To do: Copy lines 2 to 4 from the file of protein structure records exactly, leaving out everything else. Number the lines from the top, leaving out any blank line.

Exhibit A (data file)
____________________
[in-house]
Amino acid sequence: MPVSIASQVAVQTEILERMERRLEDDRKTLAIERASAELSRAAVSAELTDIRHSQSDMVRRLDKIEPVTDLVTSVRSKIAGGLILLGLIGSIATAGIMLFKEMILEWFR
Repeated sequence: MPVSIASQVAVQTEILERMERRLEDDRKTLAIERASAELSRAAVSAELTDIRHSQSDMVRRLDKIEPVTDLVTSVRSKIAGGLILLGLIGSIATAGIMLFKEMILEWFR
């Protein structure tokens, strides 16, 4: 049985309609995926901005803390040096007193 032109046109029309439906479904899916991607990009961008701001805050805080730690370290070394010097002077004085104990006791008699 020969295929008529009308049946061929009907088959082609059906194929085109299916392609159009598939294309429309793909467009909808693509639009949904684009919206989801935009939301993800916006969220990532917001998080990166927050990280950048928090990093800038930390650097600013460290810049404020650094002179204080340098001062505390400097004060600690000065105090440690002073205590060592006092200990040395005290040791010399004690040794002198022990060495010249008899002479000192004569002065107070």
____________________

Amino acid sequence: MPVSIASQVAVQTEILERMERRLEDDRKTLAIERASAELSRAAVSAELTDIRHSQSDMVRRLDKIEPVTDLVTSVRSKIAGGLILLGLIGSIATAGIMLFKEMILEWFR
Repeated sequence: MPVSIASQVAVQTEILERMERRLEDDRKTLAIERASAELSRAAVSAELTDIRHSQSDMVRRLDKIEPVTDLVTSVRSKIAGGLILLGLIGSIATAGIMLFKEMILEWFR
């Protein structure tokens, strides 16, 4: 049985309609995926901005803390040096007193 032109046109029309439906479904899916991607990009961008701001805050805080730690370290070394010097002077004085104990006791008699 020969295929008529009308049946061929009907088959082609059906194929085109299916392609159009598939294309429309793909467009909808693509639009949904684009919206989801935009939301993800916006969220990532917001998080990166927050990280950048928090990093800038930390650097600013460290810049404020650094002179204080340098001062505390400097004060600690000065105090440690002073205590060592006092200990040395005290040791010399004690040794002198022990060495010249008899002479000192004569002065107070």